SEOUL, South Korea — The rival Koreas announced Monday that North Korean leader Kim Jong Un and South Korean President Moon Jae-in will meet in Pyongyang sometime in September, while their envoys also discussed Pyongyang's nuclear disarmament efforts and international sanctions.
The push for what would be the leaders’ third summit since April comes amid renewed worries surrounding a nuclear standoff between Washington and Pyongyang.
The announcement released after nearly two hours of talks led by the rivals’ chiefs for inter-Korean affairs was remarkably thin on details. In a three-sentence joint statement, the two sides did not mention an exact date for the summit and provided no details on how to implement past agreements.
Ri Son Gwon, the head of the North Korean delegation, told pool reporters at the end of the talks that officials agreed on a specific date for the summit in Pyongyang sometime within September, but he refused to share the date, saying he wanted to “keep reporters wondering.”
The South Korean unification minister, Cho Myoung-gyon, told reporters after the meeting that officials still had some work to do before agreeing on when exactly the summit would happen. He said the two sides will again discuss when the leaders would meet but didn't say when.
It wasn't clear why Ri and Cho differed on the issue of the date, and Cho wouldn't answer a specific question about the discrepancy.
The meeting at a North Korea-controlled building in the border village of Panmunjom comes as the international community waits to see if North Korea will begin abandoning its nuclear weapons program, something officials suggested would happen after Kim's summit with President Donald Trump in June in Singapore.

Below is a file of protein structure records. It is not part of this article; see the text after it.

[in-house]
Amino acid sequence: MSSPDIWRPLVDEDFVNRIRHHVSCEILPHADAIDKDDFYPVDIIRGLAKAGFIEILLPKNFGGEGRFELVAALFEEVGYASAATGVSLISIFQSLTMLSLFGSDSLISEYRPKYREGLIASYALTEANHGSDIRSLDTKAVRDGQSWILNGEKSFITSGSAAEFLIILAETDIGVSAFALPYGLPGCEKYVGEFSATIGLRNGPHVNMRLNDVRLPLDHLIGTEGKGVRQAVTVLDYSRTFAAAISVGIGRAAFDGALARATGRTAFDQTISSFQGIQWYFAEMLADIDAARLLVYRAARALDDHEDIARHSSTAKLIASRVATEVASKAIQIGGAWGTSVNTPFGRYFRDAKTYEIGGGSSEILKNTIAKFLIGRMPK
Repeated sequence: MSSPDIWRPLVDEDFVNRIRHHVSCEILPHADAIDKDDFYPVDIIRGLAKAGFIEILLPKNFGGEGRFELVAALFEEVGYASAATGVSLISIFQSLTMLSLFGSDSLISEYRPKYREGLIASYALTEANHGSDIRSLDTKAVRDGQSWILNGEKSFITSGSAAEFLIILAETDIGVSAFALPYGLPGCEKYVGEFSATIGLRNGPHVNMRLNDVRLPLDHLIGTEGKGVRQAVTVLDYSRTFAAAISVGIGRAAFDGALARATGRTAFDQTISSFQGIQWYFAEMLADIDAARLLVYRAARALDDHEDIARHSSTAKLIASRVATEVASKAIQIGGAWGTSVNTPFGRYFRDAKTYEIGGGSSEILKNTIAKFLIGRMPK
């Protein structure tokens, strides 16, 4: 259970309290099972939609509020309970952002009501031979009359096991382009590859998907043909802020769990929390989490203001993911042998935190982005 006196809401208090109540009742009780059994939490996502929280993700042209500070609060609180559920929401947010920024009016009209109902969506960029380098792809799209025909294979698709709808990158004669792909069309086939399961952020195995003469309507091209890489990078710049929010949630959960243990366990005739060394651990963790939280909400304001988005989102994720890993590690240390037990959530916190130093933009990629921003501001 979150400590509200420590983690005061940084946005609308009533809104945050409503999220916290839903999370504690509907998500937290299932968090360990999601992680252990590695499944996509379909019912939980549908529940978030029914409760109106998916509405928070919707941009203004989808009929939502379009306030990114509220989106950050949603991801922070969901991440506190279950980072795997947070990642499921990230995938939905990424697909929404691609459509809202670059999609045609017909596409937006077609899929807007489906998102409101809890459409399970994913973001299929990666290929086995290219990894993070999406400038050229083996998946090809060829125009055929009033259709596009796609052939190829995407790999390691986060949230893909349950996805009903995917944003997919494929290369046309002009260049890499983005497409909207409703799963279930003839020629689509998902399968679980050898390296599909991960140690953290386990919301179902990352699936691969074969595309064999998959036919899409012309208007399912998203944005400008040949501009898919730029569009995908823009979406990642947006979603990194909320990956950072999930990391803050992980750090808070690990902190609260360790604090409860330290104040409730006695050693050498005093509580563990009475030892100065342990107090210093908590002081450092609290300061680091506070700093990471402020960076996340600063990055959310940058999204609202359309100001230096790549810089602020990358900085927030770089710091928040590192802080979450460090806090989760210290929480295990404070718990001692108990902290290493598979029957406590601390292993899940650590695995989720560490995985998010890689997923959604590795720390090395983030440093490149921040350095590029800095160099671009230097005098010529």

North Korea is thought to have a growing arsenal of nuclear bombs and long-range missiles and to be closing in on the ability to reliably target anywhere on the U.S. mainland. A string of North Korean weapons tests last year, during which Pyongyang claimed to have completed its nuclear arsenal, had many in Asia worried that Washington and Pyongyang were on the brink of war.
Cho, the chief of the South Korean delegation, said the two sides also “talked a lot” about international sanctions meant to punish the North for its development of nuclear weapons, but he didn't elaborate.
Seoul has been preparing for possible economic collaboration with Pyongyang that could go ahead when sanctions are lifted. Pyongyang has urged Washington to ease the economic punishments, but the United States says that can't happen until the North completely denuclearizes.
The South Korean envoy said he urged Pyongyang to accelerate its current nuclear negotiations with the United States. The North said it was making efforts to disarm, but Cho said there were no new details on those efforts.
Experts say there has been slow progress on those efforts since the Singapore summit.
Pyongyang has urged Washington to reciprocate its goodwill gestures, which include suspending missile and nuclear tests and returning the remains of Americans who fought in the Korean War. Washington, which cancelled an annual joint military exercise with South Korea that had taken place in August in previous years, has refused to ease sanctions until North Korea finally and fully denuclearizes.
- Korean leaders meet in Pyongyang for potentially tough talks
- Kim agrees to dismantle main nuke site if US takes steps too
- Moon to carry private message from Kim Jong Un to Trump
- North Korean parade a tricky prelude to inter-Korean summit
- Could Trump meet Kim in New York this month? AP takes a look
- South Korea's Moon wants 'heart-to-heart' summit talks with Kim
- Koreas extend conciliatory steps to Asian Games
- Rival Koreas' generals discuss easing military confrontation
- North Korea puts reunion of war separated families in doubt
- South Korea: Joint US drills suspended to aid talks with North
- US seeks to assuage Asian allies after North Korea summit
- Trump and Kim shake hands in scene complex as their rivalry
- Diplomacy heats up before summit, with trips by US, North Korea
- Top North Korean official heads to US for pre-summit talks
- North Koreans to meet Trump; deliver letter from leader
- No deal: Inside Trump's decision to walk on North Korea summit
- US, South Korea work to keep North Korea summit on track
- North Korea threatens to cancel Trump-Kim summit over drills
- South Korea to remove propaganda loudspeakers at border
- Kim Jong Un walks south to meet his rival: Can they deal?
- Korean leaders seek to control optics at historic summit
- Ahead of summits, US tones down war games with South Korea
- World watching two North Korea summits for signs of nuke deal